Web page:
This past week I had the opportunity to have a special conversation with a mom of one of our senior girls. I had the conversation while I was visiting at my childhood home and as we talked about some of the emotions and conversations and words that had been exchanged between parents and the soon-to-be-grad, I couldn’t help but remember some of those words come from my own mouth within the walls of the house I was sitting in. As I continued to listen and share with my friend over the phone, I remembered some key things about how I perceived those pre-graduation weeks. I had the unique privilege of talking this through with my mom as an adult and I think what we reflected on could be helpful to some moms that are preparing to let their little girl graduate from High School in the next couple of weeks.
Priorities are in the eye of the beholder. Remember that while you are taking in all the days of their life and trying to soak up the remaining moments you have with them, that they are not fully grasping the big picture like you are. There are so many decisions, last moments, celebrations, and school projects that they are experiencing sensory overload. For my mother and I, we reflected on what was priority for me and what was priority for her in those last few months before I left for college.
For the mother: She wanted to make sure she covered the basics of life and more so she tried to cleverly “invite” me into some projects that she thought I needed to learn. For example, usually during the 5 o’clock hour if I was at home—I used that time to “chillax”. My mom recognized this need in me over the years and would let me unwind by just vedging in front of the tv until dinner was ready. However, as I neared Graduation day, I found that she “interrupted” this time with sentences like, “Hey Amy-Jo, can you come here for a second. I want you to help me with this ______(insert project).” I didn’t see what she was really doing. She was rushing to make sure that I got as many opportunities to learn things for the “real world” as she could cram into those days. She never said this was what she was doing, so it was just irritating to me at times. I didn’t know that sometimes she was feeling like she was failing me by not teaching me how to do some tasks like making mashed potatoes from scratch.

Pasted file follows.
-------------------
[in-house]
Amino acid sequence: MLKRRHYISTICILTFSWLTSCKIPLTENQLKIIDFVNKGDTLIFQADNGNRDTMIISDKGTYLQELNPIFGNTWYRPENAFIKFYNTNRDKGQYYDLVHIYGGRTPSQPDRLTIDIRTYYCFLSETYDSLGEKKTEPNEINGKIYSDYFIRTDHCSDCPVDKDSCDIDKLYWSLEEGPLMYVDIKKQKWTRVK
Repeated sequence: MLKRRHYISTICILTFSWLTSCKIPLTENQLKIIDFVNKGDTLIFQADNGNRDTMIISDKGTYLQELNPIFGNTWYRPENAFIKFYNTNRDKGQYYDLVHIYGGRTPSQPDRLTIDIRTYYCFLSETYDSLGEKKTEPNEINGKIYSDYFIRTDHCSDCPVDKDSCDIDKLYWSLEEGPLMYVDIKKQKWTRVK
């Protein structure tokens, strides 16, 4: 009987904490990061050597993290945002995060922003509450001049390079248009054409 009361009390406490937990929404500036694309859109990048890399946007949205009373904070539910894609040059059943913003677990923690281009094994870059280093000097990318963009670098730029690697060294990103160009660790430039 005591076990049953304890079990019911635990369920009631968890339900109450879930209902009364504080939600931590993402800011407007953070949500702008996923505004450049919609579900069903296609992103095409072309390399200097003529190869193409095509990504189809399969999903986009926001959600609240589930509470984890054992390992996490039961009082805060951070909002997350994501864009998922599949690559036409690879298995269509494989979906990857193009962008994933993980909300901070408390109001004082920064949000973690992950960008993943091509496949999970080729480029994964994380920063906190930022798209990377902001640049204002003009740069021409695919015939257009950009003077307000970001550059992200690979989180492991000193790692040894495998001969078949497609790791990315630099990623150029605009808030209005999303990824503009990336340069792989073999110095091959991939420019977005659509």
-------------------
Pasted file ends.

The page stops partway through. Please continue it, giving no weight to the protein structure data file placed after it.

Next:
For the daughter: priorities were to have closure with my friends and family—but mostly friends. In fact it didn’t fully hit me that I would be leaving home (mom and dad) and the comforts/amenities/ familiarities that this home had provided for 18 years. It didn’t hit until I was on a mission trip in The Virgin Islands on the night before we left to come home. My summer was just about to end, and I knew things were never going to be the same. I wept on the floor of that bathroom in my hotel room until about 2am. I wept again the next day when I found my old beatup high school car had gotten a sun-roof installed because my dad wanted to make sure there was enough ventilation for me as I drove to college. Emotions were roller coasters for me those weeks before graduation and leaving for college. Sometimes they ranged from anger at my parents not realizing how independent and grown-up I was. Then quickly they would plummet to almost child-like needs.
I couldn’t get enough time with my friends. I think it’s because I wanted to be with people that knew me…knew inside jokes…and were going through the same emotional transformations I was. Because of this need…this pull…I sometimes chose friends over family more than I probably should have. The night I left for college my friends sat on my stairs in my home talking, giggling, and remembering as my mom and I loaded up the car. They stayed until about 3am the morning we left. I was the first to go to college. It was almost like a wake for them.
Priorities are different for the mom and the daughter during this time.